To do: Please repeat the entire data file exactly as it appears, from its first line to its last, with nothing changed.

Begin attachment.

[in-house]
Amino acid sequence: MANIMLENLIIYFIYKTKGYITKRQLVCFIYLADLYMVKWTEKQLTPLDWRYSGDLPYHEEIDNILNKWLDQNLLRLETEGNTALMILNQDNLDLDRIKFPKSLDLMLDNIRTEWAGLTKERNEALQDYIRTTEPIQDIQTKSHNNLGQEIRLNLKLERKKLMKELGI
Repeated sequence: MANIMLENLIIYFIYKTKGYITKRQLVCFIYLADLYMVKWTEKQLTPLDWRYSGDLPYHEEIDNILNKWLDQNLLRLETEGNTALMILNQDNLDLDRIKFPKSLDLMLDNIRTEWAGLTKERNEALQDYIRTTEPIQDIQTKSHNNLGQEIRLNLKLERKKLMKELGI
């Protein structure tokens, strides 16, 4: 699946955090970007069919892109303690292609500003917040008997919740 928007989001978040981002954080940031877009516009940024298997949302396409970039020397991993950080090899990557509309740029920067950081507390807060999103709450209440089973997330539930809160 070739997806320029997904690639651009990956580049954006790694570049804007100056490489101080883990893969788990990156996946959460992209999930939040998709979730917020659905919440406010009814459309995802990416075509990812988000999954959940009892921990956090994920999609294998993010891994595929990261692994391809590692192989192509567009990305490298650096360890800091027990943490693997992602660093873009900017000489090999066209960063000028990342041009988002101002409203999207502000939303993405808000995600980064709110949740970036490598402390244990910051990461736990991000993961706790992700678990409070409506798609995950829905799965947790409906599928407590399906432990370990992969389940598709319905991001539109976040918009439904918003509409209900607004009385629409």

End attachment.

[in-house]
Amino acid sequence: MANIMLENLIIYFIYKTKGYITKRQLVCFIYLADLYMVKWTEKQLTPLDWRYSGDLPYHEEIDNILNKWLDQNLLRLETEGNTALMILNQDNLDLDRIKFPKSLDLMLDNIRTEWAGLTKERNEALQDYIRTTEPIQDIQTKSHNNLGQEIRLNLKLERKKLMKELGI
Repeated sequence: MANIMLENLIIYFIYKTKGYITKRQLVCFIYLADLYMVKWTEKQLTPLDWRYSGDLPYHEEIDNILNKWLDQNLLRLETEGNTALMILNQDNLDLDRIKFPKSLDLMLDNIRTEWAGLTKERNEALQDYIRTTEPIQDIQTKSHNNLGQEIRLNLKLERKKLMKELGI
């Protein structure tokens, strides 16, 4: 699946955090970007069919892109303690292609500003917040008997919740 928007989001978040981002954080940031877009516009940024298997949302396409970039020397991993950080090899990557509309740029920067950081507390807060999103709450209440089973997330539930809160 070739997806320029997904690639651009990956580049954006790694570049804007100056490489101080883990893969788990990156996946959460992209999930939040998709979730917020659905919440406010009814459309995802990416075509990812988000999954959940009892921990956090994920999609294998993010891994595929990261692994391809590692192989192509567009990305490298650096360890800091027990943490693997992602660093873009900017000489090999066209960063000028990342041009988002101002409203999207502000939303993405808000995600980064709110949740970036490598402390244990910051990461736990991000993961706790992700678990409070409506798609995950829905799965947790409906599928407590399906432990370990992969389940598709319905991001539109976040918009439904918003509409209900607004009385629409």